There are several factors to take into account when planning a cannabis cultivation site. While the location and accessibility for equipment needed to cultivate are significant factors, the environment is most important. For the sake of this article and the proposed home grow provisions in New Jersey and New York, we will concentrate on small grow spaces.
Providing the best possible climate for plants will guarantee a bountiful harvest. Some of the most significant factors affecting plant growth are light, nutrients, carbon dioxide, water, and temperature. These elements are essential for plant photosynthesis. If one of the elements is insufficient or off-balance, the plant’s growth rate, and ultimately the final product, will suffer. (Bugbee, 2020)
Indoor grow setups typically ensure optimal growing conditions because everything is controlled, including temperature, humidity, feeding, airflow, etc. However, indoor cannabis cultivation is among the nation’s worst offending greenhouse gas polluters. Indoor grows use 8-times as much electricity per square foot for lighting alone as the average U.S. office building uses for all purposes and 17-times as much as the average U.S. home. Lighting-related CO2 emissions are 1200-times the final product’s weight or about 3 pounds of CO2 emissions per “joint.” Budega NYC encourages growing cannabis with a focus on sustainable practices.
New York City Cannabis Cultivation Considerations – Limited Space
The first step in growing cannabis is identifying a grow site? When considering space requirements for cannabis cultivation, the good news is the plant doesn’t require much space to grow efficiently. “Cannabis is an eager plant that will grow nearly anywhere given the right light and nutrients, making a grow room of any size feasible” (Hennings, 2019).
It’s recommended to utilize a greenhouse for any outdoor cannabis grow for a variety of reasons. Greenhouses allow controlling the natural environment, particularly extreme weather conditions, pests, and prying eyes. Last but not least, outdoor recreational setups may be required to have a greenhouse, as is the case in New Jersey. Since cannabis needs high light levels for peak performance, a light audit of the site is required to ensure that the site collects the required Lux during “the 12 hour period.”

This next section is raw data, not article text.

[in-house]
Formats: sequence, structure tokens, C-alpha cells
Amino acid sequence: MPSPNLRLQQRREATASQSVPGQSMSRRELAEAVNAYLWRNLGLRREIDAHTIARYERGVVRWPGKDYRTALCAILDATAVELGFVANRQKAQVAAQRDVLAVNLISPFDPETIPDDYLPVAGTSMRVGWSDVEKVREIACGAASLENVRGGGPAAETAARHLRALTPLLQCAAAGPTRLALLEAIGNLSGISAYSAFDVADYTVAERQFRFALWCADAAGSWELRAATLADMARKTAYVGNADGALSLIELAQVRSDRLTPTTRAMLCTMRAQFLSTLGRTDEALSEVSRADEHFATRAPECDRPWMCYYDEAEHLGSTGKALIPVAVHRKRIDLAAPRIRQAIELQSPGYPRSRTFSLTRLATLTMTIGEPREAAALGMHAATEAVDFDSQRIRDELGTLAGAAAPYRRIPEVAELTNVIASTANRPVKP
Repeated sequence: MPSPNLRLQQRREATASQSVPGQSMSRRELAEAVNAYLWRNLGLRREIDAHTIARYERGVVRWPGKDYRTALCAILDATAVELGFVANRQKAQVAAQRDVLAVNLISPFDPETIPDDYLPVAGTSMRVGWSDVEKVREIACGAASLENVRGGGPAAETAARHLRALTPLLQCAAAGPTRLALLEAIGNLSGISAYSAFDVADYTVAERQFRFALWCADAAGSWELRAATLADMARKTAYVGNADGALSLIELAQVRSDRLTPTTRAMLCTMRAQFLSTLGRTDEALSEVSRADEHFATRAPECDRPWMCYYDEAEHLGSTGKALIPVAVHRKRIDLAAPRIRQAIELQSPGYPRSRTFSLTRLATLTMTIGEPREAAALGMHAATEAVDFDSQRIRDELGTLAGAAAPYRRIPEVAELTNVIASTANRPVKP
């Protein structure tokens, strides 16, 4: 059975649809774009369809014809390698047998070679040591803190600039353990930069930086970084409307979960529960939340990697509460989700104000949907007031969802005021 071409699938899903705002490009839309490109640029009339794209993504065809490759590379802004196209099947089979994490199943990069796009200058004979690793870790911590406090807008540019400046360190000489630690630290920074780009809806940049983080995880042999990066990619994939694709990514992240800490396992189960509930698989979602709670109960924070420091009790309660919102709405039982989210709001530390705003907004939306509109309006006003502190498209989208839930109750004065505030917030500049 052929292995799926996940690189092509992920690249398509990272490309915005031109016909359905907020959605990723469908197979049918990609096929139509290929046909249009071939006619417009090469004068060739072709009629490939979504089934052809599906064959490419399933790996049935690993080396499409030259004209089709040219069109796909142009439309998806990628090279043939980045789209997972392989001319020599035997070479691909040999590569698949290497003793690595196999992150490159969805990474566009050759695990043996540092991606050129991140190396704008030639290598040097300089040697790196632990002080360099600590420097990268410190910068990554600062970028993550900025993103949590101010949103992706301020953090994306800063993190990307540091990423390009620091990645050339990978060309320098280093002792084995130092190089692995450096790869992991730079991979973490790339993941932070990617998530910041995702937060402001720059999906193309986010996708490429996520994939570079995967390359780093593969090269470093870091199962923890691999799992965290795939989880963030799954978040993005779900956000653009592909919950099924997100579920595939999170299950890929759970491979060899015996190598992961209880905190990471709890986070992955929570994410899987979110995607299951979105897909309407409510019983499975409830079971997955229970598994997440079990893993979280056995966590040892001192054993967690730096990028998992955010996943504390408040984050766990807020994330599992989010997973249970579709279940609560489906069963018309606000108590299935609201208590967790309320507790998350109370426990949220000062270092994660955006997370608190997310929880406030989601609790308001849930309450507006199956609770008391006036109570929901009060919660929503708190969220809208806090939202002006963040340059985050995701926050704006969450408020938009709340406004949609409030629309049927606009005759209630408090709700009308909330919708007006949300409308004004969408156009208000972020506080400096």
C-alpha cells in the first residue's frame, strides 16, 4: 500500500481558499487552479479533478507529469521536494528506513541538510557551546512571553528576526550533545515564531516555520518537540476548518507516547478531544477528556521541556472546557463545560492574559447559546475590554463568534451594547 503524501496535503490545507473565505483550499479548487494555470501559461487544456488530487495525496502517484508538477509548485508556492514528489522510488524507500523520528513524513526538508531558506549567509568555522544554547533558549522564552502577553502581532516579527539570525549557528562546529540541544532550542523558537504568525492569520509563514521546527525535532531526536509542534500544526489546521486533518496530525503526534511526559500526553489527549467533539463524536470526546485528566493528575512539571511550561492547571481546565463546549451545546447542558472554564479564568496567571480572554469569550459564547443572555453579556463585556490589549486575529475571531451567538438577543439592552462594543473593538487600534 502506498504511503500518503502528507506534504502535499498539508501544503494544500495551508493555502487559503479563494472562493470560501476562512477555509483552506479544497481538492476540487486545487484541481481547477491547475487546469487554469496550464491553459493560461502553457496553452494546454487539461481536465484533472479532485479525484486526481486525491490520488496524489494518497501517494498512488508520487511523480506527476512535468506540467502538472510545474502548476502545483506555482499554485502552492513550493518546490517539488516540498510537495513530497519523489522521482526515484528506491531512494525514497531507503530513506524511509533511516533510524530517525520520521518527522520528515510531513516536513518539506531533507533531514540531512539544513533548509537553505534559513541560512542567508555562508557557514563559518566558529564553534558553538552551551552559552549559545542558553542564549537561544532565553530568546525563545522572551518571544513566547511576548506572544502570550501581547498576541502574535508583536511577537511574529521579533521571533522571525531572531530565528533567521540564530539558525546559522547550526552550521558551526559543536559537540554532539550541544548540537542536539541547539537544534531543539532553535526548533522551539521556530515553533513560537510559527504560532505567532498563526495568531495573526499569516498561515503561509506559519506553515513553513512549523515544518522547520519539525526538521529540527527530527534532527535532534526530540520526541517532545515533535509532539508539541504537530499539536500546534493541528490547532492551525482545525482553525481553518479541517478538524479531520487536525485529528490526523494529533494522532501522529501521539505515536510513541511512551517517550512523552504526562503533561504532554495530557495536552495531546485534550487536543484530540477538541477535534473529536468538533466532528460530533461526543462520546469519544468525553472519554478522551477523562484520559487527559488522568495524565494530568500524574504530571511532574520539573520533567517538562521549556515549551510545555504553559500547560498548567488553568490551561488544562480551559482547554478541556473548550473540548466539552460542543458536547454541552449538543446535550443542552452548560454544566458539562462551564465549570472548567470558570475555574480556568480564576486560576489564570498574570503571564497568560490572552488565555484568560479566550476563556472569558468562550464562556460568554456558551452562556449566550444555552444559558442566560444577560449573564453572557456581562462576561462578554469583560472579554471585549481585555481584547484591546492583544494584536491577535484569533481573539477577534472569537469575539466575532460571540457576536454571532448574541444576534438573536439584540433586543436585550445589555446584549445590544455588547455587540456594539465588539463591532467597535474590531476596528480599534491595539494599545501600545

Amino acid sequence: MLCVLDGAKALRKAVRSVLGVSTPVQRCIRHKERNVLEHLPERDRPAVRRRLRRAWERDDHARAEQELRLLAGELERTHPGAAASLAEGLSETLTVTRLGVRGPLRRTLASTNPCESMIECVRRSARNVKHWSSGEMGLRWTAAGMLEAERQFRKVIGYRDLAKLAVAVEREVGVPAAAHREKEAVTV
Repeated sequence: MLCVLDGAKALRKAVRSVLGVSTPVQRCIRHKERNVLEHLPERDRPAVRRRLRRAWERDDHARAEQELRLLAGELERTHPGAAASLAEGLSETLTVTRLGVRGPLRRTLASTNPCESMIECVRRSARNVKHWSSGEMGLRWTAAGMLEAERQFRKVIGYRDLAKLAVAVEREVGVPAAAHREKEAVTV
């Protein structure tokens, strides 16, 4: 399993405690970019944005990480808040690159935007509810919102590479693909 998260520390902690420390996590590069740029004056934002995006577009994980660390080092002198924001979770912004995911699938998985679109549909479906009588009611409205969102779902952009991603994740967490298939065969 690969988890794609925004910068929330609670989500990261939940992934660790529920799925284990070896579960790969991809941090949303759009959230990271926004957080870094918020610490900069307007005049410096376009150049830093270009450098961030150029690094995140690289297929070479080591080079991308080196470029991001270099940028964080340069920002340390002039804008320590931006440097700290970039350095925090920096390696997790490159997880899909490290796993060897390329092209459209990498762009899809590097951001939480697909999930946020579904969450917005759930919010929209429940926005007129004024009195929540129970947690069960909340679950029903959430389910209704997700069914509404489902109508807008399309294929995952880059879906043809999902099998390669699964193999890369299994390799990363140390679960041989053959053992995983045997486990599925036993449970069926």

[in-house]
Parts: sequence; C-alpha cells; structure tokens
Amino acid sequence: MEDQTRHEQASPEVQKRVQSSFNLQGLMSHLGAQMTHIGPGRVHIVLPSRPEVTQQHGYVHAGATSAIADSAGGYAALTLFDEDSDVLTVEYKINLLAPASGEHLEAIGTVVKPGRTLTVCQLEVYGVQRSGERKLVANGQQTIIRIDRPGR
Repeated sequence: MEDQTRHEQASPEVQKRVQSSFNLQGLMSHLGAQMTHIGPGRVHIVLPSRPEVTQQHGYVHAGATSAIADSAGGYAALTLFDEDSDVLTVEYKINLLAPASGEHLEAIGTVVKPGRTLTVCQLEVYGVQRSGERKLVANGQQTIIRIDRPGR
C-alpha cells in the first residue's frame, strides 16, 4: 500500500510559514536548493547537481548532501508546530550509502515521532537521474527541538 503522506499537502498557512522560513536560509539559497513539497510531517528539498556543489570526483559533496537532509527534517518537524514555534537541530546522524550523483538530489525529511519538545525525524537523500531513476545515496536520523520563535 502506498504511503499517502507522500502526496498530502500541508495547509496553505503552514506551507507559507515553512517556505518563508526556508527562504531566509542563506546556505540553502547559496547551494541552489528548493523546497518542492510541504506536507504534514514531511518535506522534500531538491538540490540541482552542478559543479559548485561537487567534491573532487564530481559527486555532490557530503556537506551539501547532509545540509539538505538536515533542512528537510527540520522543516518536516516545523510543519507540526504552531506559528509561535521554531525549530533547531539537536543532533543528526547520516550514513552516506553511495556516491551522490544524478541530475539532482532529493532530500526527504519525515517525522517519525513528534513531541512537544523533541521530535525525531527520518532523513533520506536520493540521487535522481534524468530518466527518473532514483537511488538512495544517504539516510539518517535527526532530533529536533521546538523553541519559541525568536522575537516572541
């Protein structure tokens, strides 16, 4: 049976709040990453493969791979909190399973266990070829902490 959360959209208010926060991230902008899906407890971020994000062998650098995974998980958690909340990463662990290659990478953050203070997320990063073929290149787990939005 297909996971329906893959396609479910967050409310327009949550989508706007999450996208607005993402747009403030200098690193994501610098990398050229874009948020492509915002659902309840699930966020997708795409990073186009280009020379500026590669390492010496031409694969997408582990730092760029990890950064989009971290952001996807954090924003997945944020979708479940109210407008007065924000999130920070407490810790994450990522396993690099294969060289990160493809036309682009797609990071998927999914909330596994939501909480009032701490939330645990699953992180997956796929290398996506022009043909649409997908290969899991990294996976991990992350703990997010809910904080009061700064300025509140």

A light audit consists of checking light strengths several times throughout the day. Use of a standard Lux Light Meter will be required to determine if your site receives the necessary 50.000 – 75.000 Lux that is essential for cultivation during the flowering period. Greenhouse setups can utilize LED lights to supplement any potential light deficiencies.
Indoor Grow Setup
Growing in small spaces has its benefits, including discreteness due to less equipment noise and a lesser number of plants emitting less smell. “A grow space can be as small as a 2′ x 2′ x 4′ grow tent or as big as a warehouse, but they all have several things in common” the first requirement is headspace. As the plant matures, it grows taller—requiring adequate space above the plant. Second, space needs to be sterilized from the outside world to create a climate best suited for the plants’ growth. Lastly, it needs a continual exchange of fresh air. With those three elements, a cannabis cultivation setup can prove successful anywhere that is available. (Hennings, 2019).
Cannabis needs high levels of light for peak performance. The plants use light from 350-750 nanometers on the light spectrum, including the U.V. and Far Red wavelengths. Light manufacturers have spent millions on researching the perfect spectrums for the bulbs they produce for the agricultural industry. To optimize growth, it is recommended that plants receive 500-1000 micromoles of photosynthetic active radiation (PAR) per meter squared but can receive 1500 plus if all other parameters are optimized. (Bugbee, 2020)
There are a variety of options when it comes to grow lights if sunlight is unavailable. Some commonly used indoor and greenhouse cultivation lights are high-pressure sodium (HPS), metal halide (M.H.), ceramic metal halide (CMH), and light-emitting diodes (LED). These would only be used as supplemental lighting in a greenhouse setting when the sun’s intensity does not provide enough light to support peak growth during days with shorter amounts of natural sunlight. (Cervantes, 2007)(Rosenthal, 2009)
Luxx 645w Led Pro
Organic soil is recommended for a variety of reasons. Organic soils can help cannabis plants avoid pests and disease, reducing the need for chemicals and pesticides. In addition, the nutrients and minerals in organic soil will help plants develop stronger cell walls, making them more resistant to pests and disease. There are two options when using organic soil. One option is building up the soil by composting, which requires some time and patience. The second option is buying ready-made organic soil. Either way, both options will require nutrient amendments to adjust for any deficiencies that the plants may exhibit. The former option may also require submitting a soil sample to identify said deficiencies.